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Back | Programme Area: Governance (2000 - 2009) | Event: What Choices Do Democracies Have in Globalizing Economies?


What Choices Do Democracies Have in Globalizing Economies?

  • Date: 27 - 28 Apr 2000
  • Location: Palais des Nations, Room XVI, Geneva
  • Speakers: Attila Agh, Francis Akindes, Björn Beckman, Wiseman Chirwa, Javier Corrales, Robert Elgie, Richard Joseph, Junko Kato, Maureen Makintosh, Sylvia Maxfield, Pratap Mehta, Veronica Montecinos, Abdul Raufu Mustapha, Robert O'Brien, Doh Shin, Patricio Silva, Peter Pendersen, Ole Therkildsen
  • Project Title: Technocratic Policy Making and Democratization

Biographical Note on Speakers

Attila Ágh, Professor and Head of Political Science Department at the Budapest University of Economics, Hungary. His current research project is on the adaptation of the Hungarian polity to the rules and institutions of the European Union. His recent publications include Politics of Central Europe and Emerging Democracies in East Central Europe and the Balkans.

Francis Akinde, Professor of Economic Sociology at Université de Bouaké, and associate researcher at the Research Institute for Development, Côte d'Ivoire. His research interests are in the field of democratization and social policy in Francophone Africa. His recent publications include Les mirages de la démocratie en Afrique subsaharienne and "La transformation des lieux de pouvoir en Afrique subsaharienne sous les contraintes de la mondialisation."

Yusuf Bangura, Project Co-ordinator at UNRISD, for the projects on "Technocratic Policy Making and Democratization" and "Public Sector Reform and Crisis States". Before joining UNRISD in 1990, he was Lecturer in political science at Ahmadu Bello University, Nigeria. His publications in the field of economic policy-making include, Authoritarianism, Democracy and Adjustment: The Politics of Economic Reform in Africa (co-edited); and "Intellectuals, Economic Reform and Social Change: Constraints and Opportunities in the Formation of a Nigerian Technocracy".

Björn Beckman, Associate Professor of Political Science, Stockholm University, Sweden. His current research interests are on trade unions, economic restructuring and public sector reforms. He is the co-author of Union Power in the Nigerian Textile Industry: Labour Regime and Adjustment and The Wheat Trap: Bread and Underdevelopment in Nigeria.

Wiseman Chijere Chirwa, Deputy Director of the Centre for Social Research, University of Malawi, Malawi. His current research projects include: State of Democracy in Malawi; Civil Society and Poverty Reduction; and Institutions of Democratic Governance in Malawi. He is editor of the Malawi Journal of Social Science, and has published widely in journals and edited books.

Martin Chungong, Officer-in-Charge of the Programme for the Study and Promotion for Representative Institutions at Inter-Parliamentary Union, Switzerland. He previously served as senior official in Parliament of Cameroon and was also lecturer at the Universities of Yaounde and Buea in Cameroon. His main area of interest is parliamentary institution building for democratic governance. He has prepared and delivered several papers on the role and working methods of parliaments, and recently contributed to the Union's publication The Parliamentary Mandate.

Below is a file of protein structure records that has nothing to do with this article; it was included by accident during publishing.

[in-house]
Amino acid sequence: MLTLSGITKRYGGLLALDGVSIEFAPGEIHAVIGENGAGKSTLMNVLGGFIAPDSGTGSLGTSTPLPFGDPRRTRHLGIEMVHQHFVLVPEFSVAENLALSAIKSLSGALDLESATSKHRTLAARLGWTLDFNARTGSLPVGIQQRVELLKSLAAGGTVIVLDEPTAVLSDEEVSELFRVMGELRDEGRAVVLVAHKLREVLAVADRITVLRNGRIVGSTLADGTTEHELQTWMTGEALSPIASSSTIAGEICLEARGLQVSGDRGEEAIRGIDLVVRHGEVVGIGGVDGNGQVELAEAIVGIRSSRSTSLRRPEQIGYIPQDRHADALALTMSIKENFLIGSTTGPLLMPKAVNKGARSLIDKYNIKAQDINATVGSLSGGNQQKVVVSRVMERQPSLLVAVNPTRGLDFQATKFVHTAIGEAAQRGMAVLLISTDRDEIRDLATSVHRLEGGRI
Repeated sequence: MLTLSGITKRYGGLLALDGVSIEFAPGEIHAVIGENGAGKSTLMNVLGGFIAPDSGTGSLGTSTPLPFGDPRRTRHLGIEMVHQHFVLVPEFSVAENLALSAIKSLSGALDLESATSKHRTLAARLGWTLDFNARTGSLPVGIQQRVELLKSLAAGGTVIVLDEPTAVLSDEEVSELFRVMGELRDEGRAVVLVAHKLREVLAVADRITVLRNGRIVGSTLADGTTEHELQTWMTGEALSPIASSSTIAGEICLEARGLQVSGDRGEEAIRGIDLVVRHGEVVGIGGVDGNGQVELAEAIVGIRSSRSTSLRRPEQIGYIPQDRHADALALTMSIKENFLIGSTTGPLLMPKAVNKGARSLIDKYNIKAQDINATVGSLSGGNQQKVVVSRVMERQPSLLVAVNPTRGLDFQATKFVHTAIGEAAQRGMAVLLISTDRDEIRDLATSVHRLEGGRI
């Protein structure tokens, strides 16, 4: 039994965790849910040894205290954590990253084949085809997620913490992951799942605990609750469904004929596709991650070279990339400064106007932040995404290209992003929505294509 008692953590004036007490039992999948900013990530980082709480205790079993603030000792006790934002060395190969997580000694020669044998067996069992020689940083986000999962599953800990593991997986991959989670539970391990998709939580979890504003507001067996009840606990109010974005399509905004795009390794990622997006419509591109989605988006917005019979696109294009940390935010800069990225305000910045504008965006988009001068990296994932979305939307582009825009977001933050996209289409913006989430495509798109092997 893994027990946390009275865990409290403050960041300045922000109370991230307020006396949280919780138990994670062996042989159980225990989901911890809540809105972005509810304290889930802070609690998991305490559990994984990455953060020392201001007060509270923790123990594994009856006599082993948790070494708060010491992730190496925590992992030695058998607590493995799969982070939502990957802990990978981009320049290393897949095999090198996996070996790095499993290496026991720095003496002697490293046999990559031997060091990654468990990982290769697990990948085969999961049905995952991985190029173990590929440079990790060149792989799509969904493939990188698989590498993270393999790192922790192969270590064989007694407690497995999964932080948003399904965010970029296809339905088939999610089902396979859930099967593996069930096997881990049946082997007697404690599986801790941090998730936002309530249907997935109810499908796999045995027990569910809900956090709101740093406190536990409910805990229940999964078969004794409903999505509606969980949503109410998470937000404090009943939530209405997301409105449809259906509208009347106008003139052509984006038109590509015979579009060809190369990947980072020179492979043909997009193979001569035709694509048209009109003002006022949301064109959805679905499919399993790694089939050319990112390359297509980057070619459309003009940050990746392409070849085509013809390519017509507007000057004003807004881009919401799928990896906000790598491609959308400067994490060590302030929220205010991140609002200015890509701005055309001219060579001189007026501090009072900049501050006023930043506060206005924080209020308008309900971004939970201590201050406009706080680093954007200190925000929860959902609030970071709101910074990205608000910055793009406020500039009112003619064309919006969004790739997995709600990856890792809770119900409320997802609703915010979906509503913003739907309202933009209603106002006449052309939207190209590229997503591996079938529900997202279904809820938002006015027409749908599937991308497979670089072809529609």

Javier Corrales, Assistant Professor of Political Science at Amherst College, USA. He is specializing in Latin America and his articles on the political economy of market reforms have appeared in numerous journals. He is currently working on a book manuscript on the relationship between presidents, ruling parties and market reforms in Argentina and Venezuela.

Robert Elgie, Senior Lecturer in European Politics at the University of Nottingham, UK. He is a specialist on European politics and has written widely on issues concerning political leadership and governmental accountability. He is co-author of The Politics of Central Banks and editor of Semi-Presidentialism in Europe.

Stefanie Grant, Chief of the Research and Rights to Development Branch at United Nations Office for the High Commissioner for Human Rights, Switzerland. She is a specialist in migration human rights law. The Future of UN Human Rights Treaty Monitoring, to which she is a contributor, will be published soon.

Richard Joseph, Professor of Political Science, Emory University, USA. He was formerly Director of the Carter Center's Africa Governance Programme. He has recently been appointed Director of the Institute of Caribbean and International Studies (ICIS) at St. George's University, Grenada. His current teaching and research interests include post-1989 political and economic transformations, comparative democratization, state-building and democracy, and renewed democratization in Nigeria. He has published extensively on democratization, his most recent book is an edited volume entitled State, Conflict, and Democracy in Africa.

Junko Kato, Associate Professor of Political Science, University of Tokyo, Japan. Her current research interests include comparative tax policy and the welfare state, coalition theory and contemporary Japanese politics. She is the author of The Problem of Bureaucratic Rationality and "When the Party Breaks: Exit and Voice among Japanese Legislators."